My wife suf­fered tu­ber­cu­lo­sis nine years ago. Am I al­lowed to spon­sor her?

The National - News - - BUSINESS MONEY - Keren Bobker is an in­de­pen­dent fi­nan­cial ad­viser and se­nior part­ner with Hol­born As­sets in Dubai, with more than 25 years’ ex­pe­ri­ence. Con­tact her at [email protected]­bor­nas­sets. com. Follow her on Twit­ter at @Fi­nan­cialUAE. The advice pro­vided in our col­umns does

QI am Bri­tish and look­ing to move to Dubai with my fam­ily. My wife had TB about nine years ago and was fully treated by the Na­tional Health Ser­vice in the UK. Since then, we have lived in places such as Egypt and China with­out any fur­ther is­sues. Will I still be able to spon­sor my wife to live in Dubai with me and our chil­dren? UA, UK A

While the UAE has con­cerns re­gard­ing TB (tu­ber­cu­lo­sis), having suf­fered from the con­di­tion in the past does not mean that a visa ap­pli­ca­tion will be au­to­mat­i­cally de­clined. Fol­low­ing a clar­i­fi­ca­tion of the rules in 2016, res­i­dents will no longer be au­to­mat­i­cally de­ported if they con­tract TB. How­ever, they must un­dergo screen­ing for the con­di­tion when re­new­ing their visas.

As UA’s wife was treated and cured, he can ap­ply to spon­sor her. Not all visa ap­pli­cants have to have a chest X-ray, even for a first visa. It is best to be prop­erly pre­pared, so they need to gather copies of the rel­e­vant med­i­cal record and have them legally at­tested.

They can then be quickly pro­vided if there is an is­sue or the med­i­cal fit­ness test is failed ow­ing to TB scars. The Min­istry of Health has pre­vi­ously stated that people found with scars, ac­tive TB or drug-re­sis­tant TB will be is­sued a res­i­dence visa for a year and must un­dergo treat­ment here. This is why past med­i­cal records are help­ful in demon­strat­ing there is no fur­ther problem.

I have about Dh12,000 saved in UAE Na­tional Bonds but I will be leav­ing Abu Dhabi at the end of the year as I am re­turn­ing to my home coun­try. I have won a few prizes with my bonds so I would like to keep them, but can I still hold them, and win, if I am no longer res­i­dent in the UAE? AM, Abu Dhabi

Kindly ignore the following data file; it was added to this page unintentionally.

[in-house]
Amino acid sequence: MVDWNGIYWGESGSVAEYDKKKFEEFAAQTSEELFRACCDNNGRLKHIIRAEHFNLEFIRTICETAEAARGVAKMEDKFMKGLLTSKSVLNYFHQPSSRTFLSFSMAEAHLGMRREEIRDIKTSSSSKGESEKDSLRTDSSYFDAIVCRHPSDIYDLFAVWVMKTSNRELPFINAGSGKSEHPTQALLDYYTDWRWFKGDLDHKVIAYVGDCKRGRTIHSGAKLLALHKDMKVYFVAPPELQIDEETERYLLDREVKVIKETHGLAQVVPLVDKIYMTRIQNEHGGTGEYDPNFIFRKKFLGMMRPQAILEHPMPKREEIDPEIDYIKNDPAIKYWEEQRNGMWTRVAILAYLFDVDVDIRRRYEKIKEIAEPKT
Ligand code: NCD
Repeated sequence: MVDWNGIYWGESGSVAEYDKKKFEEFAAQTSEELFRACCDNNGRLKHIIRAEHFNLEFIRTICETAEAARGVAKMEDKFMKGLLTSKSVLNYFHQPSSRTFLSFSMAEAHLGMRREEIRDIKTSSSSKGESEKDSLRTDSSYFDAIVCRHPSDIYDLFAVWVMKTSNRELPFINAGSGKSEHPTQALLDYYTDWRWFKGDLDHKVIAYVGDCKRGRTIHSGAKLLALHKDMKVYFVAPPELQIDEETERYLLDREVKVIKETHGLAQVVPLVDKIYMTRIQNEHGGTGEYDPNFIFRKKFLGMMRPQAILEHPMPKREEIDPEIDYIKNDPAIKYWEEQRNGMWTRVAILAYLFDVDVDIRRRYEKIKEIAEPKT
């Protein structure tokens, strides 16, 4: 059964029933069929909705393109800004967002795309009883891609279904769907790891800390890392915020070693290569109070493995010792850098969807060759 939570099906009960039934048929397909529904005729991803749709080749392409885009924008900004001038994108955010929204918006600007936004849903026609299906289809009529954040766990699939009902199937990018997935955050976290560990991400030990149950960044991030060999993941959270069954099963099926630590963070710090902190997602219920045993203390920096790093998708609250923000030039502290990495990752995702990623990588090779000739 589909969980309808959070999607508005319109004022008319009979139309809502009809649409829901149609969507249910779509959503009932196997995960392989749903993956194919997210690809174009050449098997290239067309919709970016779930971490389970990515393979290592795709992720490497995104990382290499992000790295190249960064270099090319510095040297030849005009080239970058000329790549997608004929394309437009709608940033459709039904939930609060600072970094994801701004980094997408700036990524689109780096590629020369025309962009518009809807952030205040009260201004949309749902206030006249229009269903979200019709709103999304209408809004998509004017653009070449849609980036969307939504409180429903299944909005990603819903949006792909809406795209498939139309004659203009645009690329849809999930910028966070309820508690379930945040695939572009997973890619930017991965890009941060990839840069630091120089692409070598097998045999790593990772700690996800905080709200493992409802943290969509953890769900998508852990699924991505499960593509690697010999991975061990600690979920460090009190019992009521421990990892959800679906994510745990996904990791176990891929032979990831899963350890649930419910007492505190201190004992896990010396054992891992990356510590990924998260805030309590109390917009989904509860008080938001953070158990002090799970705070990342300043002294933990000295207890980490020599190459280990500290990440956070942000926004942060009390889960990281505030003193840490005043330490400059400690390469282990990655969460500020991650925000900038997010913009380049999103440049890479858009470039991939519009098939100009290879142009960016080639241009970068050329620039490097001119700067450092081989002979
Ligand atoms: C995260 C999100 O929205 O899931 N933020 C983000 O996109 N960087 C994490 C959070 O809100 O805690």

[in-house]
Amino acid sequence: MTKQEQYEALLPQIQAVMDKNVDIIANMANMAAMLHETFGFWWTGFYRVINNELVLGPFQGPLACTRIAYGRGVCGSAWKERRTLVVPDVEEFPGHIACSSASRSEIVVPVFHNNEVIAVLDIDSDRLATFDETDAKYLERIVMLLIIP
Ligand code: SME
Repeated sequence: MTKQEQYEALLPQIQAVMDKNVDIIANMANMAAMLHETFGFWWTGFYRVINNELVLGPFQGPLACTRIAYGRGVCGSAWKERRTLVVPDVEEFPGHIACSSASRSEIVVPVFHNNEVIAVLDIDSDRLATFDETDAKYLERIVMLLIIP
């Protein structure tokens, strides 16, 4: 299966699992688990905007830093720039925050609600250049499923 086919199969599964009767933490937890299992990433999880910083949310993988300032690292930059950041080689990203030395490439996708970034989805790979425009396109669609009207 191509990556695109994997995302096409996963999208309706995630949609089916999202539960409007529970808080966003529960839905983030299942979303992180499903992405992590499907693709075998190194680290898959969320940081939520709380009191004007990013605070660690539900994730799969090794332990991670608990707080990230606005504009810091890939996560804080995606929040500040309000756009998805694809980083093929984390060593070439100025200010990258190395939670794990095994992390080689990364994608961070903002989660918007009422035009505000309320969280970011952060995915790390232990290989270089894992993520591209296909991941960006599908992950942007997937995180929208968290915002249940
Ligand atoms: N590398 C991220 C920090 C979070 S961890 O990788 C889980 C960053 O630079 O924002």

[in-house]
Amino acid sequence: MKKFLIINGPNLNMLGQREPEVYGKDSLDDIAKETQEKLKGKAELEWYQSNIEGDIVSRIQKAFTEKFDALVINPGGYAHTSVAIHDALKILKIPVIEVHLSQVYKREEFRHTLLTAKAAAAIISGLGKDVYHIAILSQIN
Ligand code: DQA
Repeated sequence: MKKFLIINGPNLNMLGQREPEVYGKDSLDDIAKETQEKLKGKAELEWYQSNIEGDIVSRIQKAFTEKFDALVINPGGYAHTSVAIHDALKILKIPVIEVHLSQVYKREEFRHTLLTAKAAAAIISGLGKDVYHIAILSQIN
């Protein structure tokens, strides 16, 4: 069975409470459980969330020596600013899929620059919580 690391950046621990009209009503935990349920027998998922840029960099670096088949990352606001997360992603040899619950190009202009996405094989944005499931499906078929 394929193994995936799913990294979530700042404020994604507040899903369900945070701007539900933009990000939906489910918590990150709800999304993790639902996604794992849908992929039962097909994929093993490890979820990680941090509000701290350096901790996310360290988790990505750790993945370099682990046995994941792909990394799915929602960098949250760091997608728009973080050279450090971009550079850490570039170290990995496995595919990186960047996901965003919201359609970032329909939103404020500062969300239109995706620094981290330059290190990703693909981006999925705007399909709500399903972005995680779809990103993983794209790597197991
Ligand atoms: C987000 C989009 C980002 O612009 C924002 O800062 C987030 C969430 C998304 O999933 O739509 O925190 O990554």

UAE Na­tional Bonds are avail­able to both UAE res­i­dents and non-res­i­dents so there is no is­sue in AM re­tain­ing his hold­ing af­ter leav­ing the UAE. Con­tact in­for­ma­tion will need to be up­dated as cor­re­spon­dence is sent by text mes­sage and/or email. If the email address changes, this can be up­dated by log­ging in to the Na­tional Bonds web­site but for a change of tele­phone num­ber AM must call Na­tional Bonds on 600 522279 or from out­side the UAE on +971 4384 8000. What are the re­dun­dancy rules for em­ploy­ees on lim­ited con­tracts? I man­age a small com­pany of 10 em­ploy­ees and one depart­ment is cost­ing us a lot more than it brings in, so we are look­ing to pro­ceed with re­dun­dancy. The af­fected em­ployee is on a lim­ited twoyear con­tract and the pro­ba­tion pe­riod is al­ready fin­ished. What do we need to pay in com­pen­sa­tion? AS, Abu Dhabi Com­pa­nies can make staff re­dun­dant for gen­uine fi­nan­cial rea­sons and there is no spe­cific leg­is­la­tion for re­dun­dancy over and above the stan­dard rules for UAE Labour Law. This is not classed as ar­bi­trary dis­missal. If an em­ployee is on a lim­ited con­tract and is ter­mi­nated part way through, Ar­ti­cle 115 ap­plies. This states: “Should the em­ploy­ment con­tract be of a de­ter­mined term, and the em­ployer re­scind same for rea­sons not set forth in Ar­ti­cle 120, he shall be bound to com­pen­sate the worker for the dam­age in­curred thereto, pro­vided that the com­pen­sa­tion amount does not ex­ceed in any case the to­tal wage due for the pe­riod of three months or for the re­main­ing pe­riod of the con­tract, whichever is shorter, un­less oth­er­wise stip­u­lated in the con­tract.”

Ar­ti­cle 120 refers to rea­sons an em­ployee can be dis­missed with­out no­tice or ad­di­tional pay­ment, such as break­ing the law, be­ing ab­sent with­out per­mis­sion or dur­ing a pro­ba­tion­ary pe­riod. Along with the com­pen­sa­tion for break­ing the terms of the con­tract, the em­ployer may be li­able for other pay­ments. Any days of an­nual leave that have ac­crued and not been taken must be paid in full. If the em­ployee has been with the com­pany for more than a full year, an end-of-ser­vice gra­tu­ity is payable, cal­cu­lated as “the wage of 21 days for each of the first five years of ser­vice”, per Ar­ti­cle 132 of Labour Law.

If an em­ployee is on a lim­ited-term con­tract, they are only en­ti­tled to a gra­tu­ity pay­ment when they have less than five years of ser­vice if they are made re­dun­dant by the em­ployer or they do not re­new the con­tract.

Newspapers in English

Newspapers from UAE

© PressReader. All rights reserved.